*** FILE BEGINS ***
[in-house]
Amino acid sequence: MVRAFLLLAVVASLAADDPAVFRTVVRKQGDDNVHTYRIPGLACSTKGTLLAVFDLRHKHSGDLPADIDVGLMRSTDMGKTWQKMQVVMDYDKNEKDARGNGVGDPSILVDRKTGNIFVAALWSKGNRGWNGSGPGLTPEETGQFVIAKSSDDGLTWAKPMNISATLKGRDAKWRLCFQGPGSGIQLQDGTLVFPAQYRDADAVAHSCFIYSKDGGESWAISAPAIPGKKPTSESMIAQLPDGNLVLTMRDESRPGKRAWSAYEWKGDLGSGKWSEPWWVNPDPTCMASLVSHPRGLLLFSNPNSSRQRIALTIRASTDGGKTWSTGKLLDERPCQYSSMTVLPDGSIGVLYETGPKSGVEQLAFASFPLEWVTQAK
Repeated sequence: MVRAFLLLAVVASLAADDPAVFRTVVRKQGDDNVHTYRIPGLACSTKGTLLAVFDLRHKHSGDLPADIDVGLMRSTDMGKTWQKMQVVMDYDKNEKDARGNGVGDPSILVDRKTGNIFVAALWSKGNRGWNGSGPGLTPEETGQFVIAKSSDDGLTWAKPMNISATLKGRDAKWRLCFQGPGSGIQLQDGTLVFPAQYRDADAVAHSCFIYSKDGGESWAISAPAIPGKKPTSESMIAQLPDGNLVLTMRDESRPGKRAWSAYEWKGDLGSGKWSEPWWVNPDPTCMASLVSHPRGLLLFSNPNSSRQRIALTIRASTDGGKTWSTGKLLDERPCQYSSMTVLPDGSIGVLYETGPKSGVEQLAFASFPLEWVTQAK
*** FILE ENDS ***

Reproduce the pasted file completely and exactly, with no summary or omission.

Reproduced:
[in-house]
Amino acid sequence: MVRAFLLLAVVASLAADDPAVFRTVVRKQGDDNVHTYRIPGLACSTKGTLLAVFDLRHKHSGDLPADIDVGLMRSTDMGKTWQKMQVVMDYDKNEKDARGNGVGDPSILVDRKTGNIFVAALWSKGNRGWNGSGPGLTPEETGQFVIAKSSDDGLTWAKPMNISATLKGRDAKWRLCFQGPGSGIQLQDGTLVFPAQYRDADAVAHSCFIYSKDGGESWAISAPAIPGKKPTSESMIAQLPDGNLVLTMRDESRPGKRAWSAYEWKGDLGSGKWSEPWWVNPDPTCMASLVSHPRGLLLFSNPNSSRQRIALTIRASTDGGKTWSTGKLLDERPCQYSSMTVLPDGSIGVLYETGPKSGVEQLAFASFPLEWVTQAK
Repeated sequence: MVRAFLLLAVVASLAADDPAVFRTVVRKQGDDNVHTYRIPGLACSTKGTLLAVFDLRHKHSGDLPADIDVGLMRSTDMGKTWQKMQVVMDYDKNEKDARGNGVGDPSILVDRKTGNIFVAALWSKGNRGWNGSGPGLTPEETGQFVIAKSSDDGLTWAKPMNISATLKGRDAKWRLCFQGPGSGIQLQDGTLVFPAQYRDADAVAHSCFIYSKDGGESWAISAPAIPGKKPTSESMIAQLPDGNLVLTMRDESRPGKRAWSAYEWKGDLGSGKWSEPWWVNPDPTCMASLVSHPRGLLLFSNPNSSRQRIALTIRASTDGGKTWSTGKLLDERPCQYSSMTVLPDGSIGVLYETGPKSGVEQLAFASFPLEWVTQAK